Land use and technology from Magdalenian to Early Mesolithic in southern Germany.

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dc.contributor.author Fisher, Lynn Ellen
dc.contributor.advisor Speth, John D.
dc.contributor.advisor Whallon, Robert E.
dc.date.accessioned 2016-08-30T18:11:51Z
dc.date.available 2016-08-30T18:11:51Z
dc.date.issued 2000
dc.identifier.uri http://gateway.proquest.com/openurl?url_ver=Z39.88-2004&rft_val_fmt=info:ofi/fmt:kev:mtx:dissertation&res_dat=xri:pqm&rft_dat=xri:pqdiss:9990891
dc.identifier.uri http://hdl.handle.net/2027.42/132785
dc.description.abstract This thesis evaluates the hypothesis that hunter-gatherers in Magdalenian, Late Paleolithic, and Early Mesolithic southern Germany adjusted to the dispersed and low-density resources of an increasingly wooded Late Glacial and Early Postglacial landscape by altering residential mobility, search behavior, and food-getting technology to minimize travel time and increase encounter rates in foraging. Evolutionary ecology and cross-cultural studies of hunter-gatherer foraging tactics and mobility provide a basis for constructing a set of theoretical expectations about the varying effectiveness of alternate responses during a period of long-term adaptation to temperate and northern forest habitats. Variables include the range and accuracy of projectiles, distance traveled in hunting and gathering forays, total area covered by foragers, frequency of residential mobility and the thoroughness with which foragers cover the landscape. I argue that greater frequency of residential mobility, declining length of resource-gathering forays from a central place, and increase in the range and accuracy of projectiles should accompany the first stages of reforestation of the Late Glacial landscape, beginning in the later Bolling (ca., 12,500 years B.P.). The hypothesis is tested by means of a study of changes in the production and maintenance of chipped stone technology in nine archaeological sites spanning the Late Glacial and Early Postglacial period in southern Germany. Change in two different classes of implements was investigated: microlithic implements argued to play a primary role in food-getting technologies, and non-microlithic maintenance and processing tools that served as flexible, portable raw material packages for producing tool edges as needed. Long-term decline in size and frequency of nonmicrolithic implements beginning in Late Magdalenian times supports a hypothesis of declining foraging radius, but also alters the behavioral context of stone tool production in such a way that lithic assemblages offer less information about long-term mobility through evidence for raw material transport. Long-term decrease in size and increase in standardization of pointed microliths supports a hypothesis of increasing range and accuracy of hunting weapons. Change in re-tooling tactics shows that the predictability, scheduling, and location of tool needs altered over the Late Glacial and Early Postglacial in ways consistent with the proposed hypothesis.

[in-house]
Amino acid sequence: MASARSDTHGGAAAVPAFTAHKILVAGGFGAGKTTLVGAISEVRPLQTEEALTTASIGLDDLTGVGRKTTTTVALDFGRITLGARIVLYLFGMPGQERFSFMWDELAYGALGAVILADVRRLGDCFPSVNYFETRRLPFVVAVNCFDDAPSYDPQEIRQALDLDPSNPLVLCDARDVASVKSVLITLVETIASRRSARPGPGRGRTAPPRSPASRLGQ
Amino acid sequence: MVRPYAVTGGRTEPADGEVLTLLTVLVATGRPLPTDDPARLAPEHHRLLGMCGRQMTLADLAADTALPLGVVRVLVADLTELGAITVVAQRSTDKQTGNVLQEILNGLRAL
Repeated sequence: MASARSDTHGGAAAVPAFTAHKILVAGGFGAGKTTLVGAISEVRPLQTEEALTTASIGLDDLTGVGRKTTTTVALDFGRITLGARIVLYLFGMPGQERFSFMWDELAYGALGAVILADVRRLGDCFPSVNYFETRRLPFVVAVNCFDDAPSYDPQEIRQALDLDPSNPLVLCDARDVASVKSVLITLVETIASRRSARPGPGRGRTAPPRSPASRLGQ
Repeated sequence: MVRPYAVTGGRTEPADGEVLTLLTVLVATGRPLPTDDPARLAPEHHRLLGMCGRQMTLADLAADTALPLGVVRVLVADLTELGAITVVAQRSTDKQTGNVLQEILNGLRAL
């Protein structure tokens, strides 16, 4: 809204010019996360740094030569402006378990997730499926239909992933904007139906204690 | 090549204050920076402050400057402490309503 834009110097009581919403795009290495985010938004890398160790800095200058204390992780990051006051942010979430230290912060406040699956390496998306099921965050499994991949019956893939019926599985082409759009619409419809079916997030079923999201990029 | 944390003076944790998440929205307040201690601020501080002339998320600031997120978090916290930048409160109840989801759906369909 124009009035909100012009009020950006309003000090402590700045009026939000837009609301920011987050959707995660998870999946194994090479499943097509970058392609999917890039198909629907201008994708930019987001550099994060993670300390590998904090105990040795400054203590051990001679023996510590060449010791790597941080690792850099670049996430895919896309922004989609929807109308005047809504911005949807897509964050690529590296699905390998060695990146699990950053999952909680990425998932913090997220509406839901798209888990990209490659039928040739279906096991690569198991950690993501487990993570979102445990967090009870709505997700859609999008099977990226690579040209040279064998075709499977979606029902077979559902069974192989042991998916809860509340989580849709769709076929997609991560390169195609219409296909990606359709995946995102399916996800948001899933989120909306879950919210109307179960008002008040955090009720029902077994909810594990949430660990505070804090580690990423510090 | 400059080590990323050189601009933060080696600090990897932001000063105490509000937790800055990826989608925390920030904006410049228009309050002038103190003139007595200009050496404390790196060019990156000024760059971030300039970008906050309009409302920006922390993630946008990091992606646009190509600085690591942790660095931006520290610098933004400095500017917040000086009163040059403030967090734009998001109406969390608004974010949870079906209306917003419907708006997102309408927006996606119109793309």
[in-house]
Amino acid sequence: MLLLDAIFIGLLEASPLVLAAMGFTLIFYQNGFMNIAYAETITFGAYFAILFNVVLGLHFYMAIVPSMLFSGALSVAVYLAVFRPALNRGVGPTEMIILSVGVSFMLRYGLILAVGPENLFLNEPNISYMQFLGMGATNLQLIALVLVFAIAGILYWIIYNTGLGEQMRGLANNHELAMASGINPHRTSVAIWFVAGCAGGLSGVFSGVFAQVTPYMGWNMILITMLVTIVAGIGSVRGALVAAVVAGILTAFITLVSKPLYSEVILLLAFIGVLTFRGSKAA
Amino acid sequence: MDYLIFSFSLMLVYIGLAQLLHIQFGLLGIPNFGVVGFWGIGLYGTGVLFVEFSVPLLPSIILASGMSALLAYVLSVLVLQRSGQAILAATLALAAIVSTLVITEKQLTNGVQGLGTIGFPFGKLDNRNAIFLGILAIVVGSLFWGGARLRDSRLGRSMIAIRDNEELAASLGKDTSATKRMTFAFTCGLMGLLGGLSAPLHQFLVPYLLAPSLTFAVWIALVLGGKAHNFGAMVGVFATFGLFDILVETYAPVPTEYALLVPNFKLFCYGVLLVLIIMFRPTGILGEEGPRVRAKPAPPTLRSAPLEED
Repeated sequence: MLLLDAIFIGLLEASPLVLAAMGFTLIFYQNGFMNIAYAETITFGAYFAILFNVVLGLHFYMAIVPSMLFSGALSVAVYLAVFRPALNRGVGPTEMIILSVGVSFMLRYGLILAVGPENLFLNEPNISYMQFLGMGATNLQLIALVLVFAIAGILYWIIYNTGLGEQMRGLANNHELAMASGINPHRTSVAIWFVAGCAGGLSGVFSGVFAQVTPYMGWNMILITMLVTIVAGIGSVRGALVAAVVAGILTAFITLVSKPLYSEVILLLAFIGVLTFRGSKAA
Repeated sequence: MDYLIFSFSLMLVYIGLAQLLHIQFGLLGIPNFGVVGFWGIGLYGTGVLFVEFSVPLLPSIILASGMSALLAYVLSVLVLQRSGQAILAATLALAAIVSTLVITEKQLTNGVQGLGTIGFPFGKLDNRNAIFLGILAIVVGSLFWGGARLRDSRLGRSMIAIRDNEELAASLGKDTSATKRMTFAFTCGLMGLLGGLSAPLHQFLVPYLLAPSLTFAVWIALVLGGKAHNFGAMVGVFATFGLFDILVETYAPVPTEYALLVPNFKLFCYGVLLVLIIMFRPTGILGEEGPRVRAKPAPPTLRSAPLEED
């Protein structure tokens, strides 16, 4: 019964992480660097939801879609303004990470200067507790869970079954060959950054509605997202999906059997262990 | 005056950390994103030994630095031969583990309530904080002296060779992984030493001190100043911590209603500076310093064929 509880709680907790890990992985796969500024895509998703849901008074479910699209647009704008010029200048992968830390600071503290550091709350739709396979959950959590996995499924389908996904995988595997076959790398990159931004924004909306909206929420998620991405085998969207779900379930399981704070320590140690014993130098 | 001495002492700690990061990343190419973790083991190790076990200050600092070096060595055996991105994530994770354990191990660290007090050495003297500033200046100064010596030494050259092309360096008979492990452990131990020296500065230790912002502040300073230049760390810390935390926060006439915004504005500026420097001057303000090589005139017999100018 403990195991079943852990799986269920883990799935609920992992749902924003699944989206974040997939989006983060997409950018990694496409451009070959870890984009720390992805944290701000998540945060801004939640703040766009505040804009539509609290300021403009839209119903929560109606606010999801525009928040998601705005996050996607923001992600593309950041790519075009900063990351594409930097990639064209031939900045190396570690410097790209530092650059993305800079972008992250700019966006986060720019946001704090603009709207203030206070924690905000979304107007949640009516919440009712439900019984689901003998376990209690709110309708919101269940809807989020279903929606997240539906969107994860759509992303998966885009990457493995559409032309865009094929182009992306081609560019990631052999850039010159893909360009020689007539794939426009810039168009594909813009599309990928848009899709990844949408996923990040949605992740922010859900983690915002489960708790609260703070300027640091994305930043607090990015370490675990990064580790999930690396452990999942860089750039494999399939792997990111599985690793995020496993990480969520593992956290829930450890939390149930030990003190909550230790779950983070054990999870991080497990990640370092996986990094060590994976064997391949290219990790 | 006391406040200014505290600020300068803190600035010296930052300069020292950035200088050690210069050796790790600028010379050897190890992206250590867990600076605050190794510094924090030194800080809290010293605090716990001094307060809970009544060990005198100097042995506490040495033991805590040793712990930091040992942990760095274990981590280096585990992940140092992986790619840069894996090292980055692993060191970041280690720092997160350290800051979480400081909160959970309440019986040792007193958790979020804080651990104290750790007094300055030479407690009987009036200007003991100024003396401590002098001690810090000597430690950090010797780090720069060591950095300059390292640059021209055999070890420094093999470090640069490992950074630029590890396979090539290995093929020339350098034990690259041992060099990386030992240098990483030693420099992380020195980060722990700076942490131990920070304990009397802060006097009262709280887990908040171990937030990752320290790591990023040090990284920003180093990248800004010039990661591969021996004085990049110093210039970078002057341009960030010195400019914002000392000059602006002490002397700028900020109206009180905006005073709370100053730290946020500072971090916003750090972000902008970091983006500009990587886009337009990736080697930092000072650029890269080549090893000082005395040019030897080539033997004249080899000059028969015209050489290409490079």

dc.format.extent 416 p.
dc.language English
dc.language.iso EN
dc.subject Early
dc.subject Germany
dc.subject Land Use
dc.subject Magdalenian
dc.subject Mesolithic
dc.subject Southern
dc.subject Technology
dc.title Land use and technology from Magdalenian to Early Mesolithic in southern Germany.
dc.type Thesis
dc.description.thesisdegreename Ph.D.
dc.description.thesisdegreediscipline Archaeology
dc.description.thesisdegreediscipline Social Sciences
dc.description.thesisdegreegrantor University of Michigan, Horace H. Rackham School of Graduate Studies
dc.description.bitstreamurl http://deepblue.lib.umich.edu/bitstream/2027.42/132785/2/9990891.pdf
dc.owningcollname Dissertations and Theses (Ph.D. and Master's)
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